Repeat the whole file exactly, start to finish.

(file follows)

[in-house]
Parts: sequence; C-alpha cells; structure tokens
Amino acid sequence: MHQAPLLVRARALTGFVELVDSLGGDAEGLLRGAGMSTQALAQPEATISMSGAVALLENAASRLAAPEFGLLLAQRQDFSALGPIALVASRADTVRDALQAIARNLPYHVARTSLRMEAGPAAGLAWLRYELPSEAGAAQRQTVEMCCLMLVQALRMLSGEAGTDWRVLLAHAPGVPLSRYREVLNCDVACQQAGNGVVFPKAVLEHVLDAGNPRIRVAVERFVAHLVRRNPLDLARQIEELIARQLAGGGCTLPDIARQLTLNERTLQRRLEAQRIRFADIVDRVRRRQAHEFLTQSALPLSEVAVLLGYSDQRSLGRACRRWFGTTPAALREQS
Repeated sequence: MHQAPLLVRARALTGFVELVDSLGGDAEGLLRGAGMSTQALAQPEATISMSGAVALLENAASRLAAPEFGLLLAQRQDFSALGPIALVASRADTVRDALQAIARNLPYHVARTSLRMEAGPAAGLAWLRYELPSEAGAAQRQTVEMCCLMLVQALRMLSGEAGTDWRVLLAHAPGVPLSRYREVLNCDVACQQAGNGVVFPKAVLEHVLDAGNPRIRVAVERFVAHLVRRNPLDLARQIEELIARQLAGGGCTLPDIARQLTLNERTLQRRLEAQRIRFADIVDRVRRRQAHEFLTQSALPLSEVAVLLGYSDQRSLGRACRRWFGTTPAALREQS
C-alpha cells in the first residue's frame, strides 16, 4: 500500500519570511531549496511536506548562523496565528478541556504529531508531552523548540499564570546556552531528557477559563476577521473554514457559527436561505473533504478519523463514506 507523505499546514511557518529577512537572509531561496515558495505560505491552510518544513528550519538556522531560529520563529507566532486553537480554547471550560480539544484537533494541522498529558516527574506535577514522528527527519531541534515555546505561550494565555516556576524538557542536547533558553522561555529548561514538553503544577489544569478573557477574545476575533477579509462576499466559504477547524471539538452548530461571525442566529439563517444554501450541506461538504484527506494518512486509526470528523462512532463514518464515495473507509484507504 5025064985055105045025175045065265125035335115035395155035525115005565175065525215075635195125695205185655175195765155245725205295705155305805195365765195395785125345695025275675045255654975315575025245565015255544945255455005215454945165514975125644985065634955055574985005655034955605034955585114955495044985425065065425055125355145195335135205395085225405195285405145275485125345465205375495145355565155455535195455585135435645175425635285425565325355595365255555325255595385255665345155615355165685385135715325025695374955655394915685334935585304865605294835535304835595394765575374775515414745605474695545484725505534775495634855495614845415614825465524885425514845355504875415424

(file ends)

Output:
[in-house]
Parts: sequence; C-alpha cells; structure tokens
Amino acid sequence: MHQAPLLVRARALTGFVELVDSLGGDAEGLLRGAGMSTQALAQPEATISMSGAVALLENAASRLAAPEFGLLLAQRQDFSALGPIALVASRADTVRDALQAIARNLPYHVARTSLRMEAGPAAGLAWLRYELPSEAGAAQRQTVEMCCLMLVQALRMLSGEAGTDWRVLLAHAPGVPLSRYREVLNCDVACQQAGNGVVFPKAVLEHVLDAGNPRIRVAVERFVAHLVRRNPLDLARQIEELIARQLAGGGCTLPDIARQLTLNERTLQRRLEAQRIRFADIVDRVRRRQAHEFLTQSALPLSEVAVLLGYSDQRSLGRACRRWFGTTPAALREQS
Repeated sequence: MHQAPLLVRARALTGFVELVDSLGGDAEGLLRGAGMSTQALAQPEATISMSGAVALLENAASRLAAPEFGLLLAQRQDFSALGPIALVASRADTVRDALQAIARNLPYHVARTSLRMEAGPAAGLAWLRYELPSEAGAAQRQTVEMCCLMLVQALRMLSGEAGTDWRVLLAHAPGVPLSRYREVLNCDVACQQAGNGVVFPKAVLEHVLDAGNPRIRVAVERFVAHLVRRNPLDLARQIEELIARQLAGGGCTLPDIARQLTLNERTLQRRLEAQRIRFADIVDRVRRRQAHEFLTQSALPLSEVAVLLGYSDQRSLGRACRRWFGTTPAALREQS
C-alpha cells in the first residue's frame, strides 16, 4: 500500500519570511531549496511536506548562523496565528478541556504529531508531552523548540499564570546556552531528557477559563476577521473554514457559527436561505473533504478519523463514506 507523505499546514511557518529577512537572509531561496515558495505560505491552510518544513528550519538556522531560529520563529507566532486553537480554547471550560480539544484537533494541522498529558516527574506535577514522528527527519531541534515555546505561550494565555516556576524538557542536547533558553522561555529548561514538553503544577489544569478573557477574545476575533477579509462576499466559504477547524471539538452548530461571525442566529439563517444554501450541506461538504484527506494518512486509526470528523462512532463514518464515495473507509484507504 5025064985055105045025175045065265125035335115035395155035525115005565175065525215075635195125695205185655175195765155245725205295705155305805195365765195395785125345695025275675045255654975315575025245565015255544945255455005215454945165514975125644985065634955055574985005655034955605034955585114955495044985425065065425055125355145195335135205395085225405195285405145275485125345465205375495145355565155455535195455585135435645175425635285425565325355595365255555325255595385255665345155615355165685385135715325025695374955655394915685334935585304865605294835535304835595394765575374775515414745605474695545484725505534775495634855495614845415614825465524885425514845355504875415424